Dreams of being a major league baseball player

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Last updated: March 15, 2019

Dreams are important to everyone. Some little girls dream of being a ballerina while some little boys and even teenage boys dream of being a major league baseball player for their favorite team. In the famous drama A Raisin in the Sun by Lorraine Hansberry, dreams have a prominent role. The title, even though there’s never a raisin in the drama, is important because: it refers to a poem written by famous poet Langston Hughes and it relates to the dreams of each of the characters. In literature, an epigraph is defined as a phrase, quotation, or poem that is set at the beginning of a document or component.Sometimes, an epigraph can be treated as an abstract, a beginning, and even sometimes,  it can link two pieces of literature together.

In A Raisin in the Sun, it does just that because the epigraph in the drama is actually the poem “Harlem” or “Dream Deferred” by poet Langston Hughes. In the poem, Hughes asks: “What happens to a dream deferred? Does it dry up like a raisin in the sun?” While we don’t see a single raisin in the play, the reader sees a lot of deferred dreams – and at the end, one dream that is fulfilled. In this drama, each character has dreams which are basically raisins that shrivel up basically like raisins do in the sun when those dreams are deferred. This is why the drama is titled A Raisin in the Sun because only one of these raisins is saved from being shriveled up in the sun when the characters dream is fulfilled.Beneatha (dropping to her knees): Well – I do – all right? – thank everybody! And forgive me for ever wanting to be anything at all! (Pursuing him on her knees across the floor) FORGIVE ME, FORGIVE ME, FORGIVE ME! (1.

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1.123)In the drama, we learn that Beneatha dreams of being a doctor and Walter thinks she is crazy. In this quote, Beneatha it seems as if Beneatha is apologizing to her brother Walter but if the reader or viewer of the drama reads between the lines or sees the actors in dialogue, they would see that she is actually being sarcastic. For Beneatha, she is determined to prove to herself, her brother and others that her dream is not impossible and that she is going to follow her dreams no matter what.Ruth: Mama, something is happening between Walter and me.

I don’t know what it is – but he needs something – something I can’t give him anymore. He needs this chance, Lena. (1.1.187)In this quote, Walter is incredibly dissatisfied with his life, and he’s taking it out on everybody around him.

Because of this, Ruth feels the most of her husband’s unhappiness. Because of all of this, Ruth seems to be afraid of what will happen between them if Walter doesn’t get the chance to attain his dream.Mama: Big Walter used to say, he’d get right wet in the eyes sometimes, lean his head back with the water standing in his eyes and say, “Seem like God didn’t see fit to give the black man nothing but dreams – but he did give us children to make them dreams seem worthwhile.

” (1.1.206)In this quote Lena’s life dreams are not for herself but for her family’s future generations.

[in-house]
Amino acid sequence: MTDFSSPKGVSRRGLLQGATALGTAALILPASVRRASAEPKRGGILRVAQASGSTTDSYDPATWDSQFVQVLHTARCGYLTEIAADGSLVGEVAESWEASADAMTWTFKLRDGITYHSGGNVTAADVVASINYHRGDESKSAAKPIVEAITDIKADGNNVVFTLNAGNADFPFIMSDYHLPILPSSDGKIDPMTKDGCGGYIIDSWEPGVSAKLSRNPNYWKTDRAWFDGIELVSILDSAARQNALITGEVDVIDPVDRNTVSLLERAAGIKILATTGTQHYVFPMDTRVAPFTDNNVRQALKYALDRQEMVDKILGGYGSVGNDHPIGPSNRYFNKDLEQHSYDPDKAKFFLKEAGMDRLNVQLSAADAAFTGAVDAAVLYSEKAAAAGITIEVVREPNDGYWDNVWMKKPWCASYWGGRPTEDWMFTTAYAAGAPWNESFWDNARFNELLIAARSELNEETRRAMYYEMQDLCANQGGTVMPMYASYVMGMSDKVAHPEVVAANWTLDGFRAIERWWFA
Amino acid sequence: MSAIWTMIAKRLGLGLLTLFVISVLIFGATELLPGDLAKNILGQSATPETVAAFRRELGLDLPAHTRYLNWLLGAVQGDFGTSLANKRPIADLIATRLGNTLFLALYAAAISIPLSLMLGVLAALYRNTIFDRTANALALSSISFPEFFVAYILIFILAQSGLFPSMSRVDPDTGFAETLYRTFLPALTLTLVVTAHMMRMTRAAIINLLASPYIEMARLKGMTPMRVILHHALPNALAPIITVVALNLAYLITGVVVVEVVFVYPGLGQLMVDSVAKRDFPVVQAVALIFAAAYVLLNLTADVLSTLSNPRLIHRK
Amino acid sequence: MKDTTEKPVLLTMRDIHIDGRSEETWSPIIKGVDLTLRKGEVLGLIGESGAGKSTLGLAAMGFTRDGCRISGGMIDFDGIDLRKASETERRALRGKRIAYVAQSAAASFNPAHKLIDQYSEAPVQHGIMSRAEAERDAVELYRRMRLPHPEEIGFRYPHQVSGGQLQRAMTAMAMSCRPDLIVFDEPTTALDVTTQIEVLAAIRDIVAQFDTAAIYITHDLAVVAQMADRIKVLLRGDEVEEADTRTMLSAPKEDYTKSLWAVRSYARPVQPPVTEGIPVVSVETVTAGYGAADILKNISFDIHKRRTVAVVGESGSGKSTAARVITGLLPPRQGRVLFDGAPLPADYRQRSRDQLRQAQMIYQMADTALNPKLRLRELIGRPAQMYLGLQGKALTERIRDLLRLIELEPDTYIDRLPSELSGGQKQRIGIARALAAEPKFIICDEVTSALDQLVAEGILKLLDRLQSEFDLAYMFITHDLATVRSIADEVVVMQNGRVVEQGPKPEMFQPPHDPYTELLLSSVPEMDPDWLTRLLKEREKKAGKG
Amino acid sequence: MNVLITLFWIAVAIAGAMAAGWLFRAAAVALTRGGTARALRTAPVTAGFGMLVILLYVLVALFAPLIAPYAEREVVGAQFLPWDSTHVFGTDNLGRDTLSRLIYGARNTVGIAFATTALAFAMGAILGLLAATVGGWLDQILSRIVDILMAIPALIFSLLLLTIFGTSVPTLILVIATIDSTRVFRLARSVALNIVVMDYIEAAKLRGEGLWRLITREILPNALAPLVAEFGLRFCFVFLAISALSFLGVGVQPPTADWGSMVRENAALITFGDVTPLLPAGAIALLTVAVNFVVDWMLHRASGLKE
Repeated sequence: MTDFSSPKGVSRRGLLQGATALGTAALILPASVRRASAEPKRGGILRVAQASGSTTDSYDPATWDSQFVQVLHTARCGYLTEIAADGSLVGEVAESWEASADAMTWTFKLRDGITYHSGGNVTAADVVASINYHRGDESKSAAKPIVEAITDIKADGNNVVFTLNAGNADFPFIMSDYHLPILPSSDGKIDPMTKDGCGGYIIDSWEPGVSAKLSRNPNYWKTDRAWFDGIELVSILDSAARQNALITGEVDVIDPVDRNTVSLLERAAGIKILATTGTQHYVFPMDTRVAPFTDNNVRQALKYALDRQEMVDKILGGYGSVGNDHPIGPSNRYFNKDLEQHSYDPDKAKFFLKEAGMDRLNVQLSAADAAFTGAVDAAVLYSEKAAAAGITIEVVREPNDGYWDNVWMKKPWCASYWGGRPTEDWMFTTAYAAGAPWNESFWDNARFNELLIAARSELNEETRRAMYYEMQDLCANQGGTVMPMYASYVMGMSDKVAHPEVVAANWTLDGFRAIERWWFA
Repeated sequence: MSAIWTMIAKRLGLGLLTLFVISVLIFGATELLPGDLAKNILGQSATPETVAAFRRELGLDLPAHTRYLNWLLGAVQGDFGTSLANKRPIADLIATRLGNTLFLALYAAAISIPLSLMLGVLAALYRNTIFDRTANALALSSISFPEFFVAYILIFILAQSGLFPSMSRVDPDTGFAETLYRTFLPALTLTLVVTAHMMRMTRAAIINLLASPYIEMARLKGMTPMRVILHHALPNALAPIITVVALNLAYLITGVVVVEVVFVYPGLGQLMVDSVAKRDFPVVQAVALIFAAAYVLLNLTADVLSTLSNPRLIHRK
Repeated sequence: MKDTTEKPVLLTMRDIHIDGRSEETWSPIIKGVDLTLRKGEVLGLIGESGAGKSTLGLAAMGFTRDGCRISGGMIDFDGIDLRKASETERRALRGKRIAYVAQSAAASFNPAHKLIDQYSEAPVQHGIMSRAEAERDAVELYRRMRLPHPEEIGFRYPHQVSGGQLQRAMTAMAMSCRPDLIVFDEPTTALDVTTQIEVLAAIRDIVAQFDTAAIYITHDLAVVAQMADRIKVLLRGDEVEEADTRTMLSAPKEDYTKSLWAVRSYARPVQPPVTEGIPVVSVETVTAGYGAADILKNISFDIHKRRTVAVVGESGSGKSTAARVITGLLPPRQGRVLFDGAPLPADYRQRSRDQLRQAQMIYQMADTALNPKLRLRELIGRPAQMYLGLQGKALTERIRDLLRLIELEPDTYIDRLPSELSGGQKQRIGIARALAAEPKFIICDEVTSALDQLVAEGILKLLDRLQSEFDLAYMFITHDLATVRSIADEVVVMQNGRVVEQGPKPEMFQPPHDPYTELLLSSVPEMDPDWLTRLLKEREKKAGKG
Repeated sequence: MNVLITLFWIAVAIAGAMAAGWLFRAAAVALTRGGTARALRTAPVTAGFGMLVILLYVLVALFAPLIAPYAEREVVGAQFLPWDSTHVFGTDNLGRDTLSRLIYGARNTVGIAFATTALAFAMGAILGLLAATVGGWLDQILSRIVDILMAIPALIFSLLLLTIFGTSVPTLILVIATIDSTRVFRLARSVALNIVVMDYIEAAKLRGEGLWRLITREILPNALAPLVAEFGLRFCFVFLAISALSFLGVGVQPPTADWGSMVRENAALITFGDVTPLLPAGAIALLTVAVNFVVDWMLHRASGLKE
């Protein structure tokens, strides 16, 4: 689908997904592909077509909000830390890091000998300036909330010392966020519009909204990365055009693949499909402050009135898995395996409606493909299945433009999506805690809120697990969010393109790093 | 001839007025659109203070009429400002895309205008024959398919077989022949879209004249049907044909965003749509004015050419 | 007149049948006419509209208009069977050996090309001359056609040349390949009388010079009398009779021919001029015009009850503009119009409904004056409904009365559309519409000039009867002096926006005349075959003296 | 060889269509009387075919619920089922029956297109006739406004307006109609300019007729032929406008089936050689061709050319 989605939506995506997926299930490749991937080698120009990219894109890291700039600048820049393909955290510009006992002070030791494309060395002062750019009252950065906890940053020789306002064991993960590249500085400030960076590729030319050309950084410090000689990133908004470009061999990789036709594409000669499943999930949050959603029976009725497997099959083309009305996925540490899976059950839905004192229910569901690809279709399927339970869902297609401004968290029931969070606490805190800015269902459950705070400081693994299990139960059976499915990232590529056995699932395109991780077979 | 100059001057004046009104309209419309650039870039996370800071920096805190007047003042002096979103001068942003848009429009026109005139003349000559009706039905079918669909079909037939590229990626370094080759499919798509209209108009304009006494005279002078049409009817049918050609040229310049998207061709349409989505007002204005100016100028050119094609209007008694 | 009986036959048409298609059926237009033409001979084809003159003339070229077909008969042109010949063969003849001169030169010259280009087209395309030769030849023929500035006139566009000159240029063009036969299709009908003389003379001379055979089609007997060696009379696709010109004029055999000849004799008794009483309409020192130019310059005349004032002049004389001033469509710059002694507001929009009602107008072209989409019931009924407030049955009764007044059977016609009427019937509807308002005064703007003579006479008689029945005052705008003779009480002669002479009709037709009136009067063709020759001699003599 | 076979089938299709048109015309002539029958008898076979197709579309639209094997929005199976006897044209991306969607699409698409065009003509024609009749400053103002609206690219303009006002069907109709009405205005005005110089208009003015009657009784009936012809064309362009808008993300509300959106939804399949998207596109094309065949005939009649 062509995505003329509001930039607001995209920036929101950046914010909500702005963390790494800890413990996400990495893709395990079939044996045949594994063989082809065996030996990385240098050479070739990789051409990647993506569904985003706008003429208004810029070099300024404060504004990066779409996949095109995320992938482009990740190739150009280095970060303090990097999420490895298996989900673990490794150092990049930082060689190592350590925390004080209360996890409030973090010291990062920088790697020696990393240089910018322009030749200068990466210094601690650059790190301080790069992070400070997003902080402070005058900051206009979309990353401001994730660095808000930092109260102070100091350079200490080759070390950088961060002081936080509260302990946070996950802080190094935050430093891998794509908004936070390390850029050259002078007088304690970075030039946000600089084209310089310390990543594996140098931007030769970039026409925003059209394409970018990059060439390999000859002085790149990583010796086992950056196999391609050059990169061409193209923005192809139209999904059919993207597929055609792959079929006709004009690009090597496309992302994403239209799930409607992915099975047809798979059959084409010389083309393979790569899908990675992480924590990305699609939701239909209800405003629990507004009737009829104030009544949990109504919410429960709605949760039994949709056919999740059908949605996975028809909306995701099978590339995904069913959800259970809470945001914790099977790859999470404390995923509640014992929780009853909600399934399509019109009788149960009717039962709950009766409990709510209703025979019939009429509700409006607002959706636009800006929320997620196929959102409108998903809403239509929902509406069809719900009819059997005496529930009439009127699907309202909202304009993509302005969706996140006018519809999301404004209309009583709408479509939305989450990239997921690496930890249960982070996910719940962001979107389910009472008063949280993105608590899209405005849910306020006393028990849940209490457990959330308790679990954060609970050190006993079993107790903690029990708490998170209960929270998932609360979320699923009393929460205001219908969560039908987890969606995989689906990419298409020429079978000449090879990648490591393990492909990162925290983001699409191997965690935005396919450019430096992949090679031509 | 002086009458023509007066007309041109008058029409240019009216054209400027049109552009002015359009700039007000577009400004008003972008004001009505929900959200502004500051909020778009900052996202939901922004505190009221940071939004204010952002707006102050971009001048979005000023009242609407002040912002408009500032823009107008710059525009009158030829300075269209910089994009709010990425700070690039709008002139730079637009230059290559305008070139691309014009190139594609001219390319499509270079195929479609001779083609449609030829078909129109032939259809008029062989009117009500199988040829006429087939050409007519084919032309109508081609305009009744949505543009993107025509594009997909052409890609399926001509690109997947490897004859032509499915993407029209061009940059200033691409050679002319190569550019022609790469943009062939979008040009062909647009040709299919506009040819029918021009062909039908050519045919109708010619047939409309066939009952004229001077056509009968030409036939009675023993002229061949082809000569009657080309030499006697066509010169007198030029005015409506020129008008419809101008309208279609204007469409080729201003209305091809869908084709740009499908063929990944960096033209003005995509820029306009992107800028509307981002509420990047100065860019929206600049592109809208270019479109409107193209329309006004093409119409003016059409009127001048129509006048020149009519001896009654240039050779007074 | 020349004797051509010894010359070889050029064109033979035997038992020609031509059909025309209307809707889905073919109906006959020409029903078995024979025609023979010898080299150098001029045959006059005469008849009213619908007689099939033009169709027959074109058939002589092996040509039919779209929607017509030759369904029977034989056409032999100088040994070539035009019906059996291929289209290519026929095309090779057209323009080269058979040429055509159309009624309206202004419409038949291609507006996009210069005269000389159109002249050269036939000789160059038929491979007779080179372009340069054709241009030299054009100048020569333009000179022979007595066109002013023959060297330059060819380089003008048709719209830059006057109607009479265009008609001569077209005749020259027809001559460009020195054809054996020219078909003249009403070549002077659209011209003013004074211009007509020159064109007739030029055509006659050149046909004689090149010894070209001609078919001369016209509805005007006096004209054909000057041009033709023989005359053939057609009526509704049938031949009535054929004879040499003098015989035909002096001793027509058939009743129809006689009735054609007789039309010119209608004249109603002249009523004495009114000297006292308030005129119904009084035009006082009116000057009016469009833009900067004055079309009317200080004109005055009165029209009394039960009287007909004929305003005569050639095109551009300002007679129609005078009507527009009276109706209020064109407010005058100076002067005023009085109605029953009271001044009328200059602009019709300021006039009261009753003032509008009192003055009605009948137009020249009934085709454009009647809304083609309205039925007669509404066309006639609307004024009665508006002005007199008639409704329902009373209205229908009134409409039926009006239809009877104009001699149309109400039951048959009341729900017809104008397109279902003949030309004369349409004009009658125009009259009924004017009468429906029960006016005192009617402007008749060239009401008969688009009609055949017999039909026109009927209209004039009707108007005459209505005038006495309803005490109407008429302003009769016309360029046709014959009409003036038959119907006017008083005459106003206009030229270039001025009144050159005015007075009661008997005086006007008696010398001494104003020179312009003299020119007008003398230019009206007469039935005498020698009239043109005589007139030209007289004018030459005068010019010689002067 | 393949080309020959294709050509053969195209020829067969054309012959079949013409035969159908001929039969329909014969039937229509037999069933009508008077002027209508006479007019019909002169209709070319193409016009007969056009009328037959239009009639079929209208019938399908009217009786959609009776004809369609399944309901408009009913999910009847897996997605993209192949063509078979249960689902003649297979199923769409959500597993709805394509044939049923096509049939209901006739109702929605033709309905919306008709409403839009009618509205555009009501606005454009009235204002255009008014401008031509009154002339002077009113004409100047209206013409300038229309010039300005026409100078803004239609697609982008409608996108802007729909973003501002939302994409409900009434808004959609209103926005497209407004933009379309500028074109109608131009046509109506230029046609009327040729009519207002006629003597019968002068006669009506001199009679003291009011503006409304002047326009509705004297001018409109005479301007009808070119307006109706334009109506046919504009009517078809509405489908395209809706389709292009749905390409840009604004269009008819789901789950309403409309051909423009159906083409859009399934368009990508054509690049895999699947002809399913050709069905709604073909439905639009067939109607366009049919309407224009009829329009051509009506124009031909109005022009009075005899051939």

Big Walter’s mention in the play serves as a reminder of the sacrifices parents make for their children.I want so many things that they are driving me kind of crazy… Mama – look at me (1.2.222)In this quote, Walter’s desires have become so complex they are to the point of becoming a hazard to him. In this quote, it is always good to remember that to dream big can be dangerous if one’s dreams are not given a chance.Walter: Just tell me where you want to go to school and you’ll go. Just tell me, what it is you want to be – and you’ll be it… Whatever you want to be – Yessir! (He holds his arms open for Travis) You just name it, son… (Travis leaps into them) and I hand you the world! (2.2.

131)In this quote, Walter wants to encourage Travis’s dreams. Because of this, he is willing to give his son everything he has just as Lena is for him. This dedication to his son is what makes it impossible for him to give in to Lindner at the end of the play.Walter: Gone, what you mean Willy is gone? Gone where? You mean he went by himself.

You mean he went off to Springfield by himself – to take care of getting the license – (Turns and looks anxious at Ruth) You mean maybe he didn’t want too many people in on the business down there? (Looks to ruth again as before). You know willy got his own ways. (looks back at bobo). Maybe you was late yesterday and he went on down there without you. Maybe – maybe – he’s been callin’ you at home tryin’ to tell you what happened or something. Maybe – maybe – he just got sick. He’s somewhere – he’s got to be somewhere.

We just got to find him – me and you got to find him. (Grabs Bobo senselessly by the collar and starts to shake him) We got to! (2.3.180).In this quote, Walter desperately holds onto the possibility of his dreams coming true, denying the fact that he has been swindled. He knows that he has not only ruined his own dreams by trusting Willy Harris, but he’s also put a damper on Beneatha’s plans of going to medical school.

In this drama, the title A Raisin in the Sun relates to each of the characters dreams. Only one doesn’t get shriveled up and that dream is fulfilled. Maybe dreaming up dreams is worthwhile.

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